Wild: From Lost to Found on the Pacific Crest Trail

by Random House

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  • Amazon Best Books of the Month, March 2012: At age 26, following the death of her mother, divorce, and a run of
    reckless behavior, Cheryl Strayed found herself alone near the foot of the Pacific Crest Trail--inexperienced,
    over-equipped, and desperate to reclaim her life. Wild tracks Strayed's personal journey on the PCT through California
    and Oregon, as she comes to terms with devastating loss and her unpredictable reactions to it. While readers looking for
    adventure or a naturalist's perspective may be distracted by the emotional odyssey at the core of the story, Wild
    vividly describes the grueling life of the long-distance hiker, the ubiquitous perils of the PCT, and its peculiar
    community of wanderers. Others may find her unsympathetic--just one victim of her own questionable choices. But Strayed
    doesn't want sympathy, and her confident prose stands on its own, deftly pulling both threads into a story that inhabits
    a unique riparian zone between wilderness tale and personal-redemption memoir. --Jon Foro

    From Author Cheryl Strayed

    Oprah and Cheryl StrayedOprah with Cheryl Strayed, author of Book Club 2.0's inaugural selection, Wild.
    I wrote the last line of my first book, Torch, and then spent an hour crying while lying on a cool tile floor in a house
    on a hot Brazilian island. After I finished my second book, Wild, I walked alone for miles under a clear blue sky on an
    empty road in the Oregon Outback. I sat bundled in my coat on a cold patio at midnight staring up at the endless
    December stars after completing my third book, Tiny Beautiful Things. There are only a handful of other days in my
    life--my wedding, the births of my children--that I remember as vividly as those solitary days on which I finished my
    books. The settings and situations were different, but the feeling was the same: an overwhelming mix of joy and
    gratitude, humility and relief, pride and wonder. After much labor, I'd made this thing. A book. Though it wasn't
    technically that yet.

    The real book came later--after more work, but this time it involved various others, including agents,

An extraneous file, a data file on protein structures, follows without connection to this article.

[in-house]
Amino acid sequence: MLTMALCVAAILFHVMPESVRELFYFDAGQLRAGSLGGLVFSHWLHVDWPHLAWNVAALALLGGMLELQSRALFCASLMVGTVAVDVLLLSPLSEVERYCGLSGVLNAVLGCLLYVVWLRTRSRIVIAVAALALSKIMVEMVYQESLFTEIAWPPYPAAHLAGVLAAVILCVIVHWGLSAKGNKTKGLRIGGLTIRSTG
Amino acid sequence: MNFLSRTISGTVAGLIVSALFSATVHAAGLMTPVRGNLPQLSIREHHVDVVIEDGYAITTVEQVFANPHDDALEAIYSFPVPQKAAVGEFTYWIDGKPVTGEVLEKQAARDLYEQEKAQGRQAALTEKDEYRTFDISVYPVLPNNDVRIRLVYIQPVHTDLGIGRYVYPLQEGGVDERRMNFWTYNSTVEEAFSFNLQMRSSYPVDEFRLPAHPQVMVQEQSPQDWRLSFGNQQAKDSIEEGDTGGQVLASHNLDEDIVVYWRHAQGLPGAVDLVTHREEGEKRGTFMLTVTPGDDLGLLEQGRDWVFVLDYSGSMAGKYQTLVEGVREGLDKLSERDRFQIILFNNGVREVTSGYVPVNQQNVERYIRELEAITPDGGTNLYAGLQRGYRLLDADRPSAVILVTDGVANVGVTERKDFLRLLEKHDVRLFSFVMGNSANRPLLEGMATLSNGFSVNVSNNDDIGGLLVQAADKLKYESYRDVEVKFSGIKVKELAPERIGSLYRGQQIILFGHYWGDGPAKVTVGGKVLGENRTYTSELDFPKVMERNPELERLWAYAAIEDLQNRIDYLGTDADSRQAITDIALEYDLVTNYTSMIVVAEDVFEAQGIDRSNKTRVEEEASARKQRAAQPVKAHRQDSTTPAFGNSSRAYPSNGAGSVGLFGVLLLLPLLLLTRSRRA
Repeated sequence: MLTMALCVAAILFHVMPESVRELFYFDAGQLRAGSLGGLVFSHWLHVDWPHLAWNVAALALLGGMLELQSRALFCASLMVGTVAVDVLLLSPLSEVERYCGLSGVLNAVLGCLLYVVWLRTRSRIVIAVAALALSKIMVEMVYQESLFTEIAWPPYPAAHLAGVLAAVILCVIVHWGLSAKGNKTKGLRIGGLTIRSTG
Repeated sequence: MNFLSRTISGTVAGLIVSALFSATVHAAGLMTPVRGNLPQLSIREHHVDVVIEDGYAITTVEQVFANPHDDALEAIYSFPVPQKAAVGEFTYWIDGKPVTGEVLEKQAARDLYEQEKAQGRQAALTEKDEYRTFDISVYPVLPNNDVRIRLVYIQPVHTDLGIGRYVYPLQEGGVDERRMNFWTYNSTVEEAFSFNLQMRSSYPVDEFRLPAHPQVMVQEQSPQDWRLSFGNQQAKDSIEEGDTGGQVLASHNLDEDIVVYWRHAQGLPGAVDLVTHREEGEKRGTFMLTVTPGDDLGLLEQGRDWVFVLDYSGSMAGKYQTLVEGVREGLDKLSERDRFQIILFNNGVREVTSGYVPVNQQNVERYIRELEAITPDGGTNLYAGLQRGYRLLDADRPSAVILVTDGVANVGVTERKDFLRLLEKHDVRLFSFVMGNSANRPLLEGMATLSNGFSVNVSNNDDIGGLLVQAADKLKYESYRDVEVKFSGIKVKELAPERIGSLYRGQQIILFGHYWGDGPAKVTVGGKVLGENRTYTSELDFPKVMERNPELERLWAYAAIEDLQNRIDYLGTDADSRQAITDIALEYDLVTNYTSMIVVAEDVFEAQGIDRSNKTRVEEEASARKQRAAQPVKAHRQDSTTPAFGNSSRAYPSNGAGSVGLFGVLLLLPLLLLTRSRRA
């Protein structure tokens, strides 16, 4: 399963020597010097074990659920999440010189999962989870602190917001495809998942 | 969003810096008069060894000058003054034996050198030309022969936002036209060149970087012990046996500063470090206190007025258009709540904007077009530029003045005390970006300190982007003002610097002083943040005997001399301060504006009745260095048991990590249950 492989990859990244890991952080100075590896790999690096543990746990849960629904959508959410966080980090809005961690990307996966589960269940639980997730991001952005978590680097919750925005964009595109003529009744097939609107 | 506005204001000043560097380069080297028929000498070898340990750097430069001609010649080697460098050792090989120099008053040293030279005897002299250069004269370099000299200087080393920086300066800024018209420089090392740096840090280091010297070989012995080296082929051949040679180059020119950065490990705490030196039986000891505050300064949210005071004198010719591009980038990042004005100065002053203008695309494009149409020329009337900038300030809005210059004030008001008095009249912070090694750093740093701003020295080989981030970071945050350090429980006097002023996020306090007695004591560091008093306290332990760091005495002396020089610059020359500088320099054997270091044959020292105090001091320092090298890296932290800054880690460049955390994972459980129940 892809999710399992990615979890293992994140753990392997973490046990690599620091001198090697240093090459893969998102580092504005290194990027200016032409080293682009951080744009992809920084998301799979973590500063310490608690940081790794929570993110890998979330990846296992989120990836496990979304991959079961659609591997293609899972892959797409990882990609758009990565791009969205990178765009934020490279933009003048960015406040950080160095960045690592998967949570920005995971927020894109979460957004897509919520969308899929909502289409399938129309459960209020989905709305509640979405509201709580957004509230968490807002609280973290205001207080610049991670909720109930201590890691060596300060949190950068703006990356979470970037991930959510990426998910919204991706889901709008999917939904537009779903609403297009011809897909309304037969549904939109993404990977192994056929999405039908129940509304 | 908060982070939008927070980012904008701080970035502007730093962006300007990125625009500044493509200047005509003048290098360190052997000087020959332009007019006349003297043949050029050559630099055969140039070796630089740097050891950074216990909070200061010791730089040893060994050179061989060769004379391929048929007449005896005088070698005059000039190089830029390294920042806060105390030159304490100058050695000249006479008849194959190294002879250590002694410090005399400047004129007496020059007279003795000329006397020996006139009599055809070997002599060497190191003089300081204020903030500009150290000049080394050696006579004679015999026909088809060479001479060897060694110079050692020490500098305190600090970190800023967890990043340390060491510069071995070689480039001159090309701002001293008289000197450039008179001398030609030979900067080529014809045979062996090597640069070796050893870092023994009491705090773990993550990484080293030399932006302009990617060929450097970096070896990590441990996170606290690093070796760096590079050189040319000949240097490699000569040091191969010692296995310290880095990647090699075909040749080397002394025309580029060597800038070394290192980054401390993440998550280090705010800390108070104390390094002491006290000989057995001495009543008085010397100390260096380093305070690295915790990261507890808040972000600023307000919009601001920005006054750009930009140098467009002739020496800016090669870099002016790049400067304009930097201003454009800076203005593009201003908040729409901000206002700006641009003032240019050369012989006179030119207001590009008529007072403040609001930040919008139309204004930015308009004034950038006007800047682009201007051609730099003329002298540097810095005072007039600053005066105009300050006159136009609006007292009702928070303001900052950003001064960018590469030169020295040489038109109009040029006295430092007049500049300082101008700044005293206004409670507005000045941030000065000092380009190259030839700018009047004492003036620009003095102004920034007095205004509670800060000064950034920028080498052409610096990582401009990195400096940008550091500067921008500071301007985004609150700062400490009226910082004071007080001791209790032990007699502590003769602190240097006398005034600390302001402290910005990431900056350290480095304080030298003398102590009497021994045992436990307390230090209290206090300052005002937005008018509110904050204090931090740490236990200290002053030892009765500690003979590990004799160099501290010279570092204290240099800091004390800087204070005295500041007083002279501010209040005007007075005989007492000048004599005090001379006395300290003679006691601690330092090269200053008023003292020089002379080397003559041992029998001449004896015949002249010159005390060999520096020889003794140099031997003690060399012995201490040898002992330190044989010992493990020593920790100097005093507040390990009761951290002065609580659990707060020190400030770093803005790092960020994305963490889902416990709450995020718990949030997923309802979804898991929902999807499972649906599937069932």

publishers, editors, designers, and publicists, all of whose jobs are necessary but sometimes indecipherable to me.
    They're the ones who transformed the thousands of words I'd privately and carefully conjured into something that could
    be shared with other people. "I wrote this!" I exclaimed in amazement when I first held each actual, physical book in my
    hands. I wasn't amazed that it existed; I was amazed by what its existence meant: that it no longer belonged to me.

    Two months before Wild was published I stood on a Mexican beach at sunset with my family assisting dozens of
    baby turtles on their stumbling journey across the sand, then watching as they disappeared into the sea. The junction
    between writer and author is a bit like that. In one role total vigilance is necessary; in the other, there's nothing to
    do but hope for the best. A book, like those newborn turtles, will ride whatever wave takes it.

    It's deeply rewarding to me when I learn that something I wrote moved or inspired or entertained someone; and
    it's crushing to hear that my writing bored or annoyed or enraged another. But an author has to stand back from both the
    praise and the criticism once a book is out in the world. The story I chose to write in Wild for no other reason than I
    felt driven to belongs to those who read it, not me. And yet I'll never forget what it once was, long before I could
    even imagine how gloriously it would someday be swept away from me.